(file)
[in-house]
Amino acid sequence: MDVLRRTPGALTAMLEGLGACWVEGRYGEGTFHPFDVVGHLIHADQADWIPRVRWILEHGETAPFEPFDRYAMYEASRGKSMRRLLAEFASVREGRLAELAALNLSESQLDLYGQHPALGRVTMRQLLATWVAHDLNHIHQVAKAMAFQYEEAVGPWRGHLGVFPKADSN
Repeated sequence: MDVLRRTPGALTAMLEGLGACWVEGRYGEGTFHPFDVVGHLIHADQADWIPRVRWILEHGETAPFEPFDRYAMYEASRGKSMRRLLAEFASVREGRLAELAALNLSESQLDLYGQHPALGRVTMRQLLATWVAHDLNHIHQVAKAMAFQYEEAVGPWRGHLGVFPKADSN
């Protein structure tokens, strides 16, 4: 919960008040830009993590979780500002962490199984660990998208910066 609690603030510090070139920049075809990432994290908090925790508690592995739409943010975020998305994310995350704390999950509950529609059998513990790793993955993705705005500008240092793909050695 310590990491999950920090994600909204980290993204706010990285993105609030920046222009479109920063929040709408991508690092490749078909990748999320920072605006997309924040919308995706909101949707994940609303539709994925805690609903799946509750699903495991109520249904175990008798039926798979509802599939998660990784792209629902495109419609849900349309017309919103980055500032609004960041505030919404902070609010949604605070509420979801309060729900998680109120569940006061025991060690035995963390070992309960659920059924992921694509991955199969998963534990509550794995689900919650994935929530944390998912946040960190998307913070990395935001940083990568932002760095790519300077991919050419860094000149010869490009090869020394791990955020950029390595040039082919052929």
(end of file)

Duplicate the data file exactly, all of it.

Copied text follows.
[in-house]
Amino acid sequence: MDVLRRTPGALTAMLEGLGACWVEGRYGEGTFHPFDVVGHLIHADQADWIPRVRWILEHGETAPFEPFDRYAMYEASRGKSMRRLLAEFASVREGRLAELAALNLSESQLDLYGQHPALGRVTMRQLLATWVAHDLNHIHQVAKAMAFQYEEAVGPWRGHLGVFPKADSN
Repeated sequence: MDVLRRTPGALTAMLEGLGACWVEGRYGEGTFHPFDVVGHLIHADQADWIPRVRWILEHGETAPFEPFDRYAMYEASRGKSMRRLLAEFASVREGRLAELAALNLSESQLDLYGQHPALGRVTMRQLLATWVAHDLNHIHQVAKAMAFQYEEAVGPWRGHLGVFPKADSN
């Protein structure tokens, strides 16, 4: 919960008040830009993590979780500002962490199984660990998208910066 609690603030510090070139920049075809990432994290908090925790508690592995739409943010975020998305994310995350704390999950509950529609059998513990790793993955993705705005500008240092793909050695 310590990491999950920090994600909204980290993204706010990285993105609030920046222009479109920063929040709408991508690092490749078909990748999320920072605006997309924040919308995706909101949707994940609303539709994925805690609903799946509750699903495991109520249904175990008798039926798979509802599939998660990784792209629902495109419609849900349309017309919103980055500032609004960041505030919404902070609010949604605070509420979801309060729900998680109120569940006061025991060690035995963390070992309960659920059924992921694509991955199969998963534990509550794995689900919650994935929530944390998912946040960190998307913070990395935001940083990568932002760095790519300077991919050419860094000149010869490009090869020394791990955020950029390595040039082919052929």